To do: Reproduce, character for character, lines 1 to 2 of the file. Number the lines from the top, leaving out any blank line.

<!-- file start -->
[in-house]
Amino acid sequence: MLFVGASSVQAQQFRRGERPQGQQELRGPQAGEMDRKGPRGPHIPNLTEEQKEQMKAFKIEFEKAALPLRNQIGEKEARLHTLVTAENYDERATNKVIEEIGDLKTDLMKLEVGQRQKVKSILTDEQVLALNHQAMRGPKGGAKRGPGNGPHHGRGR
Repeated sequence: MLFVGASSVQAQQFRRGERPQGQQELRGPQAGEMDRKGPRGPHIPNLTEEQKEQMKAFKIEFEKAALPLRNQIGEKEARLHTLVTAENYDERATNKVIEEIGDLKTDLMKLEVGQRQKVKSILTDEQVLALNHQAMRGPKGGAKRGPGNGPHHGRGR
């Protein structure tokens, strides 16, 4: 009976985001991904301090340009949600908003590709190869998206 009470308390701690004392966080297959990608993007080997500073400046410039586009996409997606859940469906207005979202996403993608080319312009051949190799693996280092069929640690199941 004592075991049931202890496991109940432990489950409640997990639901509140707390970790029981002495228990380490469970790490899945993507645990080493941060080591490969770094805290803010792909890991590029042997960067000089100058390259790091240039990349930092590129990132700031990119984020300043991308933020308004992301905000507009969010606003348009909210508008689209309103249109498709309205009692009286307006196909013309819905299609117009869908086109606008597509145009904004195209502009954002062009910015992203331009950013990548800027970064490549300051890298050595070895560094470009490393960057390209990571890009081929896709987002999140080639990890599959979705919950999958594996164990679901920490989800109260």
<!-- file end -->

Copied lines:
[in-house]
Amino acid sequence: MLFVGASSVQAQQFRRGERPQGQQELRGPQAGEMDRKGPRGPHIPNLTEEQKEQMKAFKIEFEKAALPLRNQIGEKEARLHTLVTAENYDERATNKVIEEIGDLKTDLMKLEVGQRQKVKSILTDEQVLALNHQAMRGPKGGAKRGPGNGPHHGRGR